|arya||Date: Tuesday, 12-May-2015, 6:23 PM | Message # 1|
Enceladus, shown in this recent image captured by the Cassini spacecraft, one of Saturn's moons (Reuters / NASA)
The newly-discovered subsurface ocean on Saturn’s icy moon of Enceladus is similar in makeup to some of the life-bearing salt lakes on Earth, a new US study suggested.
Astrobiologists believe this small moon is the best place to search for alien life in the Solar System.
The 505-kilometer-wide satellite is geologically active, with powerful geysers blasting through its ice shell.
Those geysers contain water which researchers suggest comes from an ocean located beneath the moon’s icy surface.
A new paper entitled ‘The pH of Enceladus,’ published on Wednesday in the journal Geochimica et Cosmochimica Acta, looks into the chemical reactions that occur as Enceladus' ocean water comes into contact with its rocky mantle.
The authors based their research on data gathered by NASA's Cassini spacecraft, which has been orbiting Saturn since 2004.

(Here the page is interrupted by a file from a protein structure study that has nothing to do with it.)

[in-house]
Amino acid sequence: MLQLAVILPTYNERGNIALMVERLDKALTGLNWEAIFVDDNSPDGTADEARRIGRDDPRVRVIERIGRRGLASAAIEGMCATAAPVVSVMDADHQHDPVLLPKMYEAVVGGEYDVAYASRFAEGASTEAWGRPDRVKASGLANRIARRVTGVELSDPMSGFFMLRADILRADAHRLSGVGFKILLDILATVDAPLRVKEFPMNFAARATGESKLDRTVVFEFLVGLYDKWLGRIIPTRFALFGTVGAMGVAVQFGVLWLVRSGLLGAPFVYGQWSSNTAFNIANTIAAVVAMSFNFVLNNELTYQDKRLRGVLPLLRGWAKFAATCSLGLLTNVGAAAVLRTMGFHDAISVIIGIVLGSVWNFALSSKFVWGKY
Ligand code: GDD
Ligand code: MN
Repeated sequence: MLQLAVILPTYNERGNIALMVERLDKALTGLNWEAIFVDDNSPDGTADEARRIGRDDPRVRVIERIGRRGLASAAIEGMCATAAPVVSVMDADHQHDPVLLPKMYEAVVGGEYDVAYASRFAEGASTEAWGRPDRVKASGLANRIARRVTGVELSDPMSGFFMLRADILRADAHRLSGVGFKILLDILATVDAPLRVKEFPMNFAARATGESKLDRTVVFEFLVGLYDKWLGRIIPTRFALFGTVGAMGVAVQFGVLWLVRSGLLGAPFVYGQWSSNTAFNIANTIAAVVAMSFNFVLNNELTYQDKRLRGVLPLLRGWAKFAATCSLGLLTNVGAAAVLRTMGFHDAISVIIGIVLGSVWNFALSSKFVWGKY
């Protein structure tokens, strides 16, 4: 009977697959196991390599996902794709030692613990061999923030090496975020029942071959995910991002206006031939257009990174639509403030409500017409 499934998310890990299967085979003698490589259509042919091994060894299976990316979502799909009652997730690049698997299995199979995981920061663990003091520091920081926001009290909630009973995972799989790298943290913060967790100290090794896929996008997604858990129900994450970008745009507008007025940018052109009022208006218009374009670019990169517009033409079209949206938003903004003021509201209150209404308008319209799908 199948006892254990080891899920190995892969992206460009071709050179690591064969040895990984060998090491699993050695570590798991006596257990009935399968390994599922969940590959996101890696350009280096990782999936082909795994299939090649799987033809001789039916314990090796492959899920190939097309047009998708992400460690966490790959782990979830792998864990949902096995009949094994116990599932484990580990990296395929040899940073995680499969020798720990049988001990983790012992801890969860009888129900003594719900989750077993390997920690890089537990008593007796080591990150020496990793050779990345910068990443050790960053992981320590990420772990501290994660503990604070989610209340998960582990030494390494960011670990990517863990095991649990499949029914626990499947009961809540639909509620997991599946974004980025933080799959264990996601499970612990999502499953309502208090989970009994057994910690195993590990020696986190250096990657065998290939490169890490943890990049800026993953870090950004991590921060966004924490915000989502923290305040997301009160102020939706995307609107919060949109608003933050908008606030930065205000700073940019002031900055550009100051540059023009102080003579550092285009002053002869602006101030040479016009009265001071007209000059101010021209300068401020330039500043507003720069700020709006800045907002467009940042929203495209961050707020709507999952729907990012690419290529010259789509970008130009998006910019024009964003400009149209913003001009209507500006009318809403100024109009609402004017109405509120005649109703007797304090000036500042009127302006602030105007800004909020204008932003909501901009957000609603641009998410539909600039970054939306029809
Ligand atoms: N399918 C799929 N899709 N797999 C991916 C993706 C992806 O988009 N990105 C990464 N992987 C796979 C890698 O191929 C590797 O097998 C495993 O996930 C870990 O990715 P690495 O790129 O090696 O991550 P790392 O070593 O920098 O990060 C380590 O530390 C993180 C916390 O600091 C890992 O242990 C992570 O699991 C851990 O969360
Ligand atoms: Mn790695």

They used mass-spectrometry measurements of the gases and ice grains in Enceladus’ plume to develop a model that estimates the saltiness and pH of the water in the moon’s inner ocean.
According to the US team’s findings, the ocean on Enceladus is likely salty and has a basic pH of 11 or 12, neutral pH being 7.
The same pH levels are found in ammonia-based glass-cleaning solutions, but some organisms on Earth are still capable of living in such conditions.
The high concentration of sodium chloride (NaCl) makes Enceladus’ ocean resemble terrestrial ‘soda lakes,’ such as Mono Lake in California.
Read more/full article/source - http://rt.com/news/257037-saturn-moon-life-space/